Last Updated: Friday - 09/24/2010
Week of January 26, 2004
Croteau juggles tasks in 2 Arctic dioceses
Southern priests say Mass in world's largest diocese
By RAMON GONZALEZ
WCR Staff Writer
Bishop Denis Croteau runs two of the largest dioceses in the world - Mackenzie-Fort Smith and Whitehorse - but he's not complaining. How does he manage? With a little help from priests from the South and a lot of help from the laity.
Because of the lack of priests in the region, Croteau has trained hundreds of lay people in the art of running parishes and missions on their own. But you have to celebrate Mass once in a while and Croteau just didn't have enough priests to cover the entire diocese.
So in the mid-1990s, he made a national case out of the fact he only had a half-dozen aging priests to cover Mackenzie, the world's largest diocese geographically with 1.5 million square kilometres.
Priests step in
In the past few years, solidarity from dioceses in the South, including Edmonton, has begun to grow, with many priests stepping forward to serve in Mackenzie for one or two years.
"There has been an influx of priests from the South in Mackenzie," explains Croteau, 71. Because of that, the diocese's 25,000 Catholics, spread across 38 missions, now have the opportunity to attend Mass at least once a month.
Mackenzie now has at least 10 priests from places like Saskatoon, Edmonton and Kelowna, all of them running four or five missions each. An Edmonton priest, Father Emmett Crough, arrived in August to look after another five missions from his base parish in Norman Wells.
"So I have to say I've got a priest now in each region of the diocese," Croteau said. "I don't have a priest for each mission, but all the missions are covered."
The only missions without a priest are three Inuit missions in the central Arctic. A priest flies from Yellowknife every two or three months to visit those missions.
"So basically the situation has improved on account of the loaning of priests from the South," Croteau said.
And then, last May, the Vatican appointed Croteau apostolic administrator of the Whitehorse Diocese. The diocese of 8,000 Catholics has been without a bishop since Bishop Thomas Lobsinger died in a plane crash in April 2000. The diocese covers most of the Yukon. It has three diocesan priests, eight religious priests, two permanent deacons, nine religious and 66 lay pastoral assistants.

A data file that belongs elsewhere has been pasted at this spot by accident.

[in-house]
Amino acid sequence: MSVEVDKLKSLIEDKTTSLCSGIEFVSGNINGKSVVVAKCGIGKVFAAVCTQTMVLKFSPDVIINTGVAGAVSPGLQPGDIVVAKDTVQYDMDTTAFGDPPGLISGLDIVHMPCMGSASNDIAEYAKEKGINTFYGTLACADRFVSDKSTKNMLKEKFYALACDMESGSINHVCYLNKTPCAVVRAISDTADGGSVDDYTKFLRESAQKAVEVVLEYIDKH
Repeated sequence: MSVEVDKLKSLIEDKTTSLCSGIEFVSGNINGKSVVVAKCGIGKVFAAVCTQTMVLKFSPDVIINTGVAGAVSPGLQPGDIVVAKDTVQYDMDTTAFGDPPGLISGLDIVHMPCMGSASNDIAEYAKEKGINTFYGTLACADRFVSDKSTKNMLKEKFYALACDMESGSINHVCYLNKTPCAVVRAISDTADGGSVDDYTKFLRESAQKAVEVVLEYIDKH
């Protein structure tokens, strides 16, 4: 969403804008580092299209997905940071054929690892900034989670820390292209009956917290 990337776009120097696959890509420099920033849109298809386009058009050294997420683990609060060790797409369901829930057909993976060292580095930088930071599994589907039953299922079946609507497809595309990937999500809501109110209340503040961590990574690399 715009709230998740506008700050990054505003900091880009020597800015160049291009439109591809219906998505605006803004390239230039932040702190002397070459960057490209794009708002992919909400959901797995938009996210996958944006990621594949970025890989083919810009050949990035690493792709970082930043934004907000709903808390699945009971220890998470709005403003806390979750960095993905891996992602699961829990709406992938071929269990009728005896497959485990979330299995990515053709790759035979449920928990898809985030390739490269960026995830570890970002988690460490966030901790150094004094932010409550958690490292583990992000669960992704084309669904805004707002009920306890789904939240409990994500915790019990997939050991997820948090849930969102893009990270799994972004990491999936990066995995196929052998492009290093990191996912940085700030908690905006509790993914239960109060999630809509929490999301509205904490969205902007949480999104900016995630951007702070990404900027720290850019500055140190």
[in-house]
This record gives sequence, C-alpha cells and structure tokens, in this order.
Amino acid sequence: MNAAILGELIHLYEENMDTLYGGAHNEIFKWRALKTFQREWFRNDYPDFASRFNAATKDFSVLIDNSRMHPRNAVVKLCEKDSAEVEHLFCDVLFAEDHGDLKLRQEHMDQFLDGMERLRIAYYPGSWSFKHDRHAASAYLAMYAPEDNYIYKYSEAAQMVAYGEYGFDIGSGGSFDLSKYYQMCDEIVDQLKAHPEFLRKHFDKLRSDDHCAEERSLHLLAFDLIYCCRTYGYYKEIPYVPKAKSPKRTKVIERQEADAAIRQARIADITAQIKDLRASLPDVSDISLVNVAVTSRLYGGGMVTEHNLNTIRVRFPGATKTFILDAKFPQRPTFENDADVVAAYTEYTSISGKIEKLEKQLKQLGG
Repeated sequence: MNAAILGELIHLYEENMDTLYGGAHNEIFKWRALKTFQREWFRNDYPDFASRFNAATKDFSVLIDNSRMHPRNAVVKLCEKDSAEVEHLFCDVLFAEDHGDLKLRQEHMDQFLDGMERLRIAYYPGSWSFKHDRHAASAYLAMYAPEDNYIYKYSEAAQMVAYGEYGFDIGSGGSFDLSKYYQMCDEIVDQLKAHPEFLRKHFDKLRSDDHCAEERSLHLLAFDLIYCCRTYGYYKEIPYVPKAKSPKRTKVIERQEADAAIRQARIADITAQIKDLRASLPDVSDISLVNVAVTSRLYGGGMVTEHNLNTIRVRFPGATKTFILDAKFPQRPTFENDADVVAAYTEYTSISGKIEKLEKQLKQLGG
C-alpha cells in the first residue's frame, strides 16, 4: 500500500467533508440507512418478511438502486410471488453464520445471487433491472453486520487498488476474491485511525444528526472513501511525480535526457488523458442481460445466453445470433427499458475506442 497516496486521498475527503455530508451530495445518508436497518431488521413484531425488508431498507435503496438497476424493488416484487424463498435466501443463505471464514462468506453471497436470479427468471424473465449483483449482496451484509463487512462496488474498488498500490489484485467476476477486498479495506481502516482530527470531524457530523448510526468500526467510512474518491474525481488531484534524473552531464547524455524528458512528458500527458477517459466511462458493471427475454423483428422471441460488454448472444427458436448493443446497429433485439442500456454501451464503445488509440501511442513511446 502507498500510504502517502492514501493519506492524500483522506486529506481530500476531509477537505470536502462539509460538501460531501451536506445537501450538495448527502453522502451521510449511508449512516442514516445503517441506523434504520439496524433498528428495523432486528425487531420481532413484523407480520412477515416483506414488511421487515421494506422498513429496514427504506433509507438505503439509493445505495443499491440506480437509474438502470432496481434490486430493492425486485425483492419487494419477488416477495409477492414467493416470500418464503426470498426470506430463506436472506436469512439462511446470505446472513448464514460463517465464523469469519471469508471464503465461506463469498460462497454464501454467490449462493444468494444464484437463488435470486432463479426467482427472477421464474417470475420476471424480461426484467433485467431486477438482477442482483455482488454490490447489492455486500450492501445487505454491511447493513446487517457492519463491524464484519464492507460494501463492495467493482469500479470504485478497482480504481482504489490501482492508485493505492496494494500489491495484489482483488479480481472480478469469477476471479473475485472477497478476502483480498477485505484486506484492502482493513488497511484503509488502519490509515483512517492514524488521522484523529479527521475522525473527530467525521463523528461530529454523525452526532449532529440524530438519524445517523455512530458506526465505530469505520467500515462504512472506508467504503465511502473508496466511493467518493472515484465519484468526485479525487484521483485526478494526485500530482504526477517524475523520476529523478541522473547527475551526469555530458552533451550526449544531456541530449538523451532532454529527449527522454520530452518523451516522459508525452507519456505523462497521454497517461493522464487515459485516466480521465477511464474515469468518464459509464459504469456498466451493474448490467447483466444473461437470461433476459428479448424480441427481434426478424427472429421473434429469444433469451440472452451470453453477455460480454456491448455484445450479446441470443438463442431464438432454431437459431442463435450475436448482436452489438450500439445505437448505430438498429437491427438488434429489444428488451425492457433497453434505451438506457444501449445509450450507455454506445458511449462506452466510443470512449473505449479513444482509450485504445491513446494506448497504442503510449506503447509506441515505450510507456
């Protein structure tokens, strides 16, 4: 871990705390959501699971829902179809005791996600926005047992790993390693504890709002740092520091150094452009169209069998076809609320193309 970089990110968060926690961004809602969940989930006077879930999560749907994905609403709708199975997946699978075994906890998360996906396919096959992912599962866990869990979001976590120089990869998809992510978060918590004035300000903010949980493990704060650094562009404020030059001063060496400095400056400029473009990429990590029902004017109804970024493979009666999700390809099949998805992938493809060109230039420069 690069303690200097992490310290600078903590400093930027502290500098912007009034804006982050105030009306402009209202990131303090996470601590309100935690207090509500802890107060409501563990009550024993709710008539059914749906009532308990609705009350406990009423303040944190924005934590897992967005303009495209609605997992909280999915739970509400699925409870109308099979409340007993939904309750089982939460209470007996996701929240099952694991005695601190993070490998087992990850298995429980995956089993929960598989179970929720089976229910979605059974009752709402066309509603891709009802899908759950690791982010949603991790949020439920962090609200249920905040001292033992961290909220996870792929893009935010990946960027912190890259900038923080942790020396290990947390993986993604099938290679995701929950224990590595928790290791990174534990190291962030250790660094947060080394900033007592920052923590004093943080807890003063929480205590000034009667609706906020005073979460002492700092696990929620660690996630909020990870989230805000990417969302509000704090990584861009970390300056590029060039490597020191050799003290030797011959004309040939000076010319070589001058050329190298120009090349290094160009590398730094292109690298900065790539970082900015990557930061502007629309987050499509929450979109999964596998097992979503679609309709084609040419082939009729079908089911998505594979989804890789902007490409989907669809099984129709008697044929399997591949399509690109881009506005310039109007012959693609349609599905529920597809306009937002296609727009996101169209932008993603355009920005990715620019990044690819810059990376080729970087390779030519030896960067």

Croteau met with all the staff of the Whitehorse Diocese, priests and lay people, in June. He went back again in the middle of September and spent a month visiting all 20 missions in the diocese. He is planning to visit the Yukon again next month for another diocesan meeting. "I have to divide my time between the two dioceses," notes Croteau.
Father Jim Bleackley, his right hand man in Whitehorse, helps him. "He runs the show when I'm not there and he's been doing it for three and half years so he knows what he is doing."
Isn't the work of running two large dioceses driving Croteau crazy?
"Not yet," he says. "Here in Mackenzie I don't have many priests but I've got good staff. Lay people here can conduct services, give Communion, help with the preparation, do sacraments, do First Communion preparation, Baptism preparation, you name it. Now we have programs for marriage preparation and family life. So I have lots of lay people volunteering to help the Church."
Croteau said if he were to disappear for a couple of months, the sky would not fall. "Everything is in place here," he said. "People here know what to do. In fact four or five years ago I took a four-month sabbatical and I went to study, but everything was in place so they just kept going.
"That's the advantage of a Church that is not based on only one leader."
The same thing has happened in Whitehorse. "They haven't had a bishop for more than three years and they are still going," Croteau noted. But they need more leaders and the bishop is ready to help them. He plans to train dozens of lay people in all aspects of the faith and parish administration so they can run their own missions and parishes.
Another problem he has to face is the priest shortage. It may not be so evident now but it soon will be. Out of seven Oblates who remain in Whitehorse, four are between 83 and 88 years of age. "That means very soon, on account of health and whatever, they will not be functioning to do the ministry."